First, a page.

Amid growing anti-magic sentiments, outcast witch Rivka must tap into a family curse as she races to unmake a masterless golem. Unraveling the mystery of its origin puts her in the sights of a power-hungry politician, who leads her down a trap-laden path where failure means the destruction of both Rivka and the Jewish Quarter.
Rivka counted to ten. In English, then Hebrew.
Make the customer happy.
Rolling her shoulders like a boxer about to step into the ring, Rivka left the stockroom of Sentinel Peak Books, wooden door swinging shut on boxes of books and kitsch they sold for tourists. She focused on the older woman at the front, and wiped dusty palms on her apron.
“Well, did you find it?” The woman’s voice was a haughty, raspy sniff.
Rivka fixed her best customer service smile on her face. “I’m afraid we’re out of that title, ma’am.”
“You said it was back there.” The brutal summer heat made everyone cranky, but the woman had been smiling right up until she spotted Rivka. Was it the witch or the Jew part? Only one was even mildly socially acceptable, but funnily enough, cute little white-girl witches with stolen sage and crystals never bothered anyone.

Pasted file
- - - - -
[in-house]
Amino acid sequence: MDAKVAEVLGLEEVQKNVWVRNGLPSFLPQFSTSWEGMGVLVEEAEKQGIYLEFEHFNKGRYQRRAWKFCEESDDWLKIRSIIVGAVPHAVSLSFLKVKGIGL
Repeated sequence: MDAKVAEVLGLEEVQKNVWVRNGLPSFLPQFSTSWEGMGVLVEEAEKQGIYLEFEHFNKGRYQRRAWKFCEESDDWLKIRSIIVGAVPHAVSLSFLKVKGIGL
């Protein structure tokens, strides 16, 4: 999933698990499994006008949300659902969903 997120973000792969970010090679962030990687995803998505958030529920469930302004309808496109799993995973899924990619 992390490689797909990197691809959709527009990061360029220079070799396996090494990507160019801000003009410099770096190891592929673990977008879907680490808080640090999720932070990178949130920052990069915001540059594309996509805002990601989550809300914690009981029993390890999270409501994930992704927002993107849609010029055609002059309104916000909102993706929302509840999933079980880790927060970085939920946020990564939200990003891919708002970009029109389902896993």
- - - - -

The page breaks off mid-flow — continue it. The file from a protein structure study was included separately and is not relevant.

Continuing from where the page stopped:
“I’m sorry, ma’am.” Rivka gritted her teeth to keep from saying anything stupid. Not pissing off the customer was easy enough in theory. Friends swore it was easier for Rivka to please literal monsters, but even dybbukim were more reasonable than customers.
The woman’s wrinkled face twisted, gaze dropping to Rivka’s neck. Some people didn’t like the charms hanging there. The Star of David, the Chai, the hand-shaped silver Hamsa emblazoned with a tiny blue-beaded nazar amulet to ward off the evil eye. One would have been acceptable. All four whispered to their worst fears.